Anto Hindoyan '00 Returns to Campus for PolyConnect Lunch

Published : Tuesday, December 5, 2017 | 1:13 PM

Anto Hindoyan ’00 returned to campus last week to speak with Upper School students for our second PolyConnect lunch of the 2017-18 school year. Hindoyan spoke about his education and career path that landed him as an assistant professor and interventional cardiologist at Keck Medicine of USC. Born in San Marino, Hindoyan has close ties to his community. After attending Poly, he went on to study chemistry at Occidental College and completed all of his medical training at USC. Hindoyan now spends part of his time at the clinic in Pasadena where he often runs into members of the Poly community.

Hindoyan reflected on his time at Poly with great appreciation. He recalled the diversity of opportunity available to him that helped to shape the work he does today. Whether it was playing violin or competing at the CIF championship in football, Hindoyan was able to take risks in learning new things. “I didn’t realize how great Poly was until I got to college,” he told students, “so you should enjoy all that you do now because you will use those things over and over again. There will always be that feeling of not doing well enough. In the moment, you feel a lot of pressure. But I wish that I could go back to all the nights spent commiserating with friends over integrals and math tests.”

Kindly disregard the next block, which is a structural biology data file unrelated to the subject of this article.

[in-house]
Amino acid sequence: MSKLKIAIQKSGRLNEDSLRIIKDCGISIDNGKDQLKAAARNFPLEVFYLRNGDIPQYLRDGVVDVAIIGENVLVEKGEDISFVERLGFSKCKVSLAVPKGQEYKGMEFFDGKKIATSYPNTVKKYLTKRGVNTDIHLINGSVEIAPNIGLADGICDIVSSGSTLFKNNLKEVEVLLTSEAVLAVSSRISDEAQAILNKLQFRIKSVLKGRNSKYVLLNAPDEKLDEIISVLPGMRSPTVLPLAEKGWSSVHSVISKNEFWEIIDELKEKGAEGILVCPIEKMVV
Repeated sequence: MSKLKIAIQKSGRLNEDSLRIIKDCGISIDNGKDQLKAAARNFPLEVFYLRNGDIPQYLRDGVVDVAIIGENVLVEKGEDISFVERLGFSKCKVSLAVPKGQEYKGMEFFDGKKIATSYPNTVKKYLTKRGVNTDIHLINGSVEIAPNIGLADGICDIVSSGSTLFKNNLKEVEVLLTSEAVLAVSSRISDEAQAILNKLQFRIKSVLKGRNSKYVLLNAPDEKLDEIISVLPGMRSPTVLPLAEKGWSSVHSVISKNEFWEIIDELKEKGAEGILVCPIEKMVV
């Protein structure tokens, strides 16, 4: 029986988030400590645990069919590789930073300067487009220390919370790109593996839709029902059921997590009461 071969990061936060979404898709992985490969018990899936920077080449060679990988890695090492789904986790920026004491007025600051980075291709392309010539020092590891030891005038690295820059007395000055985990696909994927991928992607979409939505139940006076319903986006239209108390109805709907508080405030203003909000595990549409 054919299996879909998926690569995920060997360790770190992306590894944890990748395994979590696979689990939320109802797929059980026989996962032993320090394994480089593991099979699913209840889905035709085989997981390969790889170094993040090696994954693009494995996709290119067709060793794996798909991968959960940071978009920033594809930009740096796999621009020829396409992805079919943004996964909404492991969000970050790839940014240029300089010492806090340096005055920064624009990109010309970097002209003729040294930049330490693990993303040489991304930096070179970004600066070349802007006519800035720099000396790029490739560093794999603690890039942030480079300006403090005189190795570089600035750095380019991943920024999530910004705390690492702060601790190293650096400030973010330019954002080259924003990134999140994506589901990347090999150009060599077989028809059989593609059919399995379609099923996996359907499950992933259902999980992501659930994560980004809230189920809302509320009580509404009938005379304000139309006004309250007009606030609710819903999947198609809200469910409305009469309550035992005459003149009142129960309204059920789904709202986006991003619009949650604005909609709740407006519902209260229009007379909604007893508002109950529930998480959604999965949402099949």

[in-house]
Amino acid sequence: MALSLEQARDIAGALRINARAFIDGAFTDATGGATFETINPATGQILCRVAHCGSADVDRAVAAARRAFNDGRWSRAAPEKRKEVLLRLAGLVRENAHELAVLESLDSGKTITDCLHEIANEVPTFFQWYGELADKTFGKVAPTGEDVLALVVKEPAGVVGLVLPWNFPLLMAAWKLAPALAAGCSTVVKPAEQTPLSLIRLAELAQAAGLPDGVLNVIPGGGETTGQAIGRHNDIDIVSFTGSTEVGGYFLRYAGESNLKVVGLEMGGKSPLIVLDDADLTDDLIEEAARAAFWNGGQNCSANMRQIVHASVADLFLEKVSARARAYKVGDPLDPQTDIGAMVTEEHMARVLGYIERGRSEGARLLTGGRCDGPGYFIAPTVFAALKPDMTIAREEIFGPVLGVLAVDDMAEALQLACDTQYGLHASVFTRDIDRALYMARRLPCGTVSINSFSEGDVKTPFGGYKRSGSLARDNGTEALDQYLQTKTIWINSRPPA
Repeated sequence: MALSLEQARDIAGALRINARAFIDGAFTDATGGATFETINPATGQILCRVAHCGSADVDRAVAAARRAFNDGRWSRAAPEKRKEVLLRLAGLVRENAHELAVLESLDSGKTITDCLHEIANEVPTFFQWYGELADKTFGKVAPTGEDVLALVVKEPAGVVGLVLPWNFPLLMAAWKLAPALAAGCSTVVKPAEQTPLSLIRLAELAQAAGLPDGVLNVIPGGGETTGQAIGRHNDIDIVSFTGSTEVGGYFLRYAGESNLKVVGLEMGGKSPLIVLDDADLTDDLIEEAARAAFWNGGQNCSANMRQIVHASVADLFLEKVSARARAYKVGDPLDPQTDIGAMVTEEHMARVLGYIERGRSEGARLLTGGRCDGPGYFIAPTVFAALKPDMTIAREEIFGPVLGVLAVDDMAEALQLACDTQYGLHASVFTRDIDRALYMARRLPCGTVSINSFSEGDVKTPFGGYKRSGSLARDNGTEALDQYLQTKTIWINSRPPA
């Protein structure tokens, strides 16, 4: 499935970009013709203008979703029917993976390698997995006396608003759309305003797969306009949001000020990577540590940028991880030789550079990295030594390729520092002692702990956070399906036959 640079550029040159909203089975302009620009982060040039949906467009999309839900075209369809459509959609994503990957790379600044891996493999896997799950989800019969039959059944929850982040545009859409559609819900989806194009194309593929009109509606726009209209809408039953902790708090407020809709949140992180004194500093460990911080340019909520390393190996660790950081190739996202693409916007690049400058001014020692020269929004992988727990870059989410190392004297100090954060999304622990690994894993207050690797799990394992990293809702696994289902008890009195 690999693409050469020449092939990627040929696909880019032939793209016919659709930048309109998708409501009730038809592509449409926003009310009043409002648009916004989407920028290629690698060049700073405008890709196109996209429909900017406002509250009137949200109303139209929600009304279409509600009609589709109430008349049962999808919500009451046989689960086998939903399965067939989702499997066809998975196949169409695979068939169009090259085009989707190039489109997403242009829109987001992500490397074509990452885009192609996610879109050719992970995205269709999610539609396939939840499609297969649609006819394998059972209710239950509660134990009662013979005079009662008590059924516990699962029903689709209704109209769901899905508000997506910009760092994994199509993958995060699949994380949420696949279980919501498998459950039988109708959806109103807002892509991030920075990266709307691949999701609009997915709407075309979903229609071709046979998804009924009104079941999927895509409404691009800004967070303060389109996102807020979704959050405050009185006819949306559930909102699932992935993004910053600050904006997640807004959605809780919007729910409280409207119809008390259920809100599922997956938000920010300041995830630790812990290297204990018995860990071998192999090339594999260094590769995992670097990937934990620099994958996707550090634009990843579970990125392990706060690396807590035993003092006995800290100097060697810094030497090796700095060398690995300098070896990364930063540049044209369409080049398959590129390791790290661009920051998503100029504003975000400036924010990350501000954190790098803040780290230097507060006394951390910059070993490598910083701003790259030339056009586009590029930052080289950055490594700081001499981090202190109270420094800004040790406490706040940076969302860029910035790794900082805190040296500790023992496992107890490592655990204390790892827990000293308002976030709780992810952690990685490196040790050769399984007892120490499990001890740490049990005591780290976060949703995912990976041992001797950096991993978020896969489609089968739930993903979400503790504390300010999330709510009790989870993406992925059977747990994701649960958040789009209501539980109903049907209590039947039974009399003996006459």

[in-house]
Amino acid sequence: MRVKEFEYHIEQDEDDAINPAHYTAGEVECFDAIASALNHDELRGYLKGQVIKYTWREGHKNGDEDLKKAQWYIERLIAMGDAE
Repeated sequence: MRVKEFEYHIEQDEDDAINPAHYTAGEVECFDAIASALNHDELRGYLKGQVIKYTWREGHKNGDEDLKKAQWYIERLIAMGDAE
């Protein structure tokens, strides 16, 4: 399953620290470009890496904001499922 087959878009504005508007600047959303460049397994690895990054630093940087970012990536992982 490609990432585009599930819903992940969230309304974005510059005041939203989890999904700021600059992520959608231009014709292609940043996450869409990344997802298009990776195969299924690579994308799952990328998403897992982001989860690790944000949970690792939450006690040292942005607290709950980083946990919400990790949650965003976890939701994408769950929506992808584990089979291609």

Hindoyan cited various reasons for why he decided to go into interventional cardiology. One major reason being that with very small tools, you are able to find out extremely interesting things about the heart. He shared that the industry has evolved so much in just the last 10 years — issues that once required open heart surgery can now be fixed with a minimally invasive procedure. Hindoyan told students that “the heart is an engine and it drives all of us.”

Students presented Hindoyan with a wide range of questions, from the practice of medicine to advice for students hoping to pursue work in the medical field. In response to questions about how he deals with the risks of surgery, Hindoyan said, “there is always the risk of doing something wrong or things not going as you planned. As doctors, we have to rely on our skills which help to minimize those risks.” Another student asked about the percentage of people who will need open heart surgery during their lifetime to replace a valve. Hindoyan explained that younger people will often need surgery from some type of infection and older people will need surgery because of degeneration.

Hindoyan closed his talk by imparting some advice to Upper School students who hope to attend medical school: “Talk to people who have already done it or who have just gone through it. Younger doctors will have better advice because they remember the process more than older doctors. However, you need to take their advice with a grain of salt because everyone has unique experiences.”

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